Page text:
Nationwide Prison Labor Strike: Prisons are the New Plantations and the Slaves Have Had Enough

September 15, 2016 at 12:42 am




screen-shot-2016-08-31-at-3-50-50-pm

Nationwide prison labor strike staged on anniversary of Attica Uprising.

The largest prisoner strike in history happened last week and you didn’t hear anything about it from the corporate-owned media, who don’t want you to know – prison labor is the new American slavery.

Earlier this summer I wrote an article explaining how American slavery never ended – the laborers just moved from plantations to prisons. Black men are still in the fields picking cotton, and black women are still assembling women’s undergarments for no pay, in both private and public prisons who rent out their inmates’ free or super cheap labor to private corporations. The article above gives a full list of corporations who benefit from this labor.

The modern abolition movement has begun. Prisoners across 40 prison facilities in 24 states – most of them African American – went on labor and hunger strikes Friday to protest forced labor, inadequate food, lack of healthcare, overcrowding, extended stays in solitary confinement and guard brutality.

prison

prisonlabor




The strike took place September 9 – the 45th anniversary of the Attica Prison Uprising – in which prisoners in New York rebelled against racism, officer beatings, rancid food and forced labor. The rebellion was quelled by state police who killed 33 prisoners, after stripping them all naked and brutally beating and burning many of them. As punishment, prisoners were tortured for months after:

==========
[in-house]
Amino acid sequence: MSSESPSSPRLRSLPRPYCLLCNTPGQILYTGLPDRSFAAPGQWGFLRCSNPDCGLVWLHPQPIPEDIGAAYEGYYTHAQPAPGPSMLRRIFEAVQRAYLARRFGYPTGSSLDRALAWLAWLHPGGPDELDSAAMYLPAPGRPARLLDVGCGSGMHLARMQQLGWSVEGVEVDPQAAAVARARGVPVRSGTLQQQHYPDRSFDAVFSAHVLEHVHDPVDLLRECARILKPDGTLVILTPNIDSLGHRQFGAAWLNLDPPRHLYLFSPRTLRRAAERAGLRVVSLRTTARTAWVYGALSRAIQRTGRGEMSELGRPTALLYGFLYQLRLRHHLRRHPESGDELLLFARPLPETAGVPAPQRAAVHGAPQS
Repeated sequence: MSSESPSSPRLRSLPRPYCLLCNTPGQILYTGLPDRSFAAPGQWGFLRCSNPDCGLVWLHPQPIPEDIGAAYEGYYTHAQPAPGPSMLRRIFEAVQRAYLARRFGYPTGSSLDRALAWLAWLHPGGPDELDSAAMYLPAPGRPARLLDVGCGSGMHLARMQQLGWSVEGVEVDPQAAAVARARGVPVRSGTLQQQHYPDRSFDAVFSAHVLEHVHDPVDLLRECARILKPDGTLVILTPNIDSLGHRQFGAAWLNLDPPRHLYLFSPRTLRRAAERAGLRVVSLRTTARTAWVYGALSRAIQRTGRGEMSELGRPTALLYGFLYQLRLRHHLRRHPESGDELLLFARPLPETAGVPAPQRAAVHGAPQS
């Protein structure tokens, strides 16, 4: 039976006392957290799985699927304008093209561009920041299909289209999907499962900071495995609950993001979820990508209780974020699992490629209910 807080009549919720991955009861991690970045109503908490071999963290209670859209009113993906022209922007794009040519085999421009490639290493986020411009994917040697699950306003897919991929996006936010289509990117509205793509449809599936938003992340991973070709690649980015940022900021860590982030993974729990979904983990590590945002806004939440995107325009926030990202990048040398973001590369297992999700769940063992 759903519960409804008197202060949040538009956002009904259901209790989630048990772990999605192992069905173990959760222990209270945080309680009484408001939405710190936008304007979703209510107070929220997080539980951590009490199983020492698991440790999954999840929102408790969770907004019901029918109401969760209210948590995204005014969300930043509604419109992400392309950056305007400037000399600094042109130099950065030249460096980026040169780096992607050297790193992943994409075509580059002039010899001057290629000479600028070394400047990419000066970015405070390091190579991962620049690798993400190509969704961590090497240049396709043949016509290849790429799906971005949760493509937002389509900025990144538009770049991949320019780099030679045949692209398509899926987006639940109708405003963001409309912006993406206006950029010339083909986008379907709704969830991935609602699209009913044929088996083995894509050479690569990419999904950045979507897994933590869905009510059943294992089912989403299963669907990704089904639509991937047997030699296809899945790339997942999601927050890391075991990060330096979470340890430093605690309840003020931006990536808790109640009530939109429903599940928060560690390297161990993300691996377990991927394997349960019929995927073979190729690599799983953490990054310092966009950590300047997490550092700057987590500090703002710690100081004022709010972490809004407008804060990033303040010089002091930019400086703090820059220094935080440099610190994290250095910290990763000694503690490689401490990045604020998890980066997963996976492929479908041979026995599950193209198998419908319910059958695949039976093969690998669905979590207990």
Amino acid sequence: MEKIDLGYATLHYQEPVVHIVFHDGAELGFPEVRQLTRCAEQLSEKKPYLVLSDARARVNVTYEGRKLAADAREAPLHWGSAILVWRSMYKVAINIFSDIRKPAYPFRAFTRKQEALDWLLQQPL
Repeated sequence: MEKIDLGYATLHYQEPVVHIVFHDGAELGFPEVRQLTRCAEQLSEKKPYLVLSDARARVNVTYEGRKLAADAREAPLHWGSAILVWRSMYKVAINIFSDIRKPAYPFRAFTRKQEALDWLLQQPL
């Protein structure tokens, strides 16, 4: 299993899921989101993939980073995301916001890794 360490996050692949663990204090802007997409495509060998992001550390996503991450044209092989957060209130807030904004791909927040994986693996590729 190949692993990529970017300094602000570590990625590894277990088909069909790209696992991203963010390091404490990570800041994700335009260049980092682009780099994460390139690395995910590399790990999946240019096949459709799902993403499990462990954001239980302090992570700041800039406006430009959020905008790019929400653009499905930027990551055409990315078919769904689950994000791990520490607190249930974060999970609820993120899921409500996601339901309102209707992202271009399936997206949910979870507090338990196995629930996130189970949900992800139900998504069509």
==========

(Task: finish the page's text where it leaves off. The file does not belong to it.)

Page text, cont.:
Friday’s nationwide strike follows similar strikes earlier this year.

In March thousands protested in Michigan, where Aramark served prisoners unrefrigerated meat and small portions of watery food, and in Georgia, where prisoners were so underfed that one resorted to eating toothpaste.

In May, there was a 10-day strike in several Alabama prisons over unpaid labor and poor conditions. Guards retaliated by serving significantly smaller meals, a practice called “bird feeding” and putting the facilities on lockdown, while they performed the jobs normally carried out by prisoners. Unlike the prisoners, the guards were paid for their work.

alabama-prison-food-article-header

During Friday’s strike Democracy Now interviewed an Alabama prisoner nicknamed Kinetik Justice from solitary confinement, where he’s been locked away for 28 months for organizing a similar strike in 2014:





“We understand the prison system is a a continuation of the slave system, which is our economic system,” Kinetik Justice said. “We’ve tried petitioning through the courts, we’ve tried to get in touch with legislators, and we haven’t had any recourse. Therefore, we understood our incarceration was pretty much about our labor and the money that was being generated from the prison system. So we began organizing around our labor and used it as a means to bring about reform in the Alabama prison system.”

For updates on the prison labor abolition movement, and to find out what you can do to help, follow the Free Alabama Movement on Facebook and on their website.

Sign this petition to end tax-dollar support of private prisons (slave labor plantations) and this petition to amend the 13th Amendment to U.S. Constitution, which abolishes slavery “except as a punishment for crimes.”




RELATED: How Prison Labor is the New American Slavery and Most of Us Unknowingly Support It